Another great page for the importance of promoting lifelong physical activity! My only recommendations would be an intro sentence for some of the sections (i.e. Glut4 and Apoptosis) to refresh the reader with a short definition or a link to the cell bio, and I think some of the paragraphs need a space in between for aesthetics (specifically, the intro and areas for further research). Awesome job!
I really enjoyed reading this page. I love reading about how aerobic exercise improves so many things like cognition and even the size of the brain (which I really liked the brain picture too!). I think you guys did a great job synthesizing the literature, and this is definitely a page I will refer to in the future…great information for promoting physical activity!
Since the exercise research for cystic fibrosis in animal models and humans is very limited, I enjoyed reading about a variety of human exercise studies as well as those with animal models in a very applicable to PT presentation. I appreciated that you included the randomized controlled trial regarding resistance exercise even though it did not provide the specific intervention parameters. I think it is important for clinicians to be aware of this study, especially because it did demonstrate benefits over a stretching program. Additionally, maybe the parameters could be located in another resource or the researchers could be contacted if this is something clinicians would like to implement with their patients. Well done ALS group!
I would like to know who wrote that paragraph right above the remodeling section-I want to buy you a burrito! That is so interesting-decreased oxidative capacity at 6 weeks, normal at 10 weeks, and possible significant improvement at 14 weeks. Since the mitocondria are so important to heart function, that seems like it is huge when working with these patients. I am curious to know what the cellular changes are during that period. Also, the ACSM guidelines do seem out of place. Actually, I think you can eliminate them completely. You have a lot of current and valid research on your disorder-in light of what you present here, you may actually be ahead of the game.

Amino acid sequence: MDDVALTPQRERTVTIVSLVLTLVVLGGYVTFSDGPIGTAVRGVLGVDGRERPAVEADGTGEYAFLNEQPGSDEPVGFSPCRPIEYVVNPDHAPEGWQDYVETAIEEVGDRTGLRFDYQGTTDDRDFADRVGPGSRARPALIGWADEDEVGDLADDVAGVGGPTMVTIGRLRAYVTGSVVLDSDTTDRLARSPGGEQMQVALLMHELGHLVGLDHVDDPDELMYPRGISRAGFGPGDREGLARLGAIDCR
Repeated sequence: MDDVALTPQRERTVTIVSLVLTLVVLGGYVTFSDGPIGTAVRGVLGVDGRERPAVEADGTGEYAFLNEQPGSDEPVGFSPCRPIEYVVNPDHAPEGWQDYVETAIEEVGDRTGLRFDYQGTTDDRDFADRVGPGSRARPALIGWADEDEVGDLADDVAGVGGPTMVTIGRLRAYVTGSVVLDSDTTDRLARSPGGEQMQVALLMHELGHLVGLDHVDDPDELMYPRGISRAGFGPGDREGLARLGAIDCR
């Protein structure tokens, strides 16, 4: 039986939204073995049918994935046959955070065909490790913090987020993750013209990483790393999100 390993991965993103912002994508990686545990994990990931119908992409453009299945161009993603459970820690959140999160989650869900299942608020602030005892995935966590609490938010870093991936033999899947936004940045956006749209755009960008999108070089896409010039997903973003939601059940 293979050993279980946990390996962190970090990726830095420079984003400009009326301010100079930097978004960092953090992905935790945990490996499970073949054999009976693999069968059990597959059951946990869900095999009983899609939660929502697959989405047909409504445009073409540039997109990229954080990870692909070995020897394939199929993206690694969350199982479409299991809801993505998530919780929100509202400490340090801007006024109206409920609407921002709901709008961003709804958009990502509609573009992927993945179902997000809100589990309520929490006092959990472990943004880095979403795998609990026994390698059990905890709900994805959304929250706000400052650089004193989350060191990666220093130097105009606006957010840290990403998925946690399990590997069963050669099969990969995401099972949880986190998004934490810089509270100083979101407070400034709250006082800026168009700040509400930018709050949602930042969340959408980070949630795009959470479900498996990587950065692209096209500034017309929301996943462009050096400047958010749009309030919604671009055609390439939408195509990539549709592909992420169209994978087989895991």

Great picture and organization of the information. It is easy to follow though the information is very complicated.
Susie, there were 5 session per week for 4 weeks. I guess that makes 20! :)
I found the neuroprotective effects of IGF-1 and SMN protein very interesting. I'd be interested in retrospective studies in humans that look at prior activity (before diagnosis) to see if it is associated with longevity after diagnosis. I found the summary for implications and recommendations very concise and easy to follow. Great job!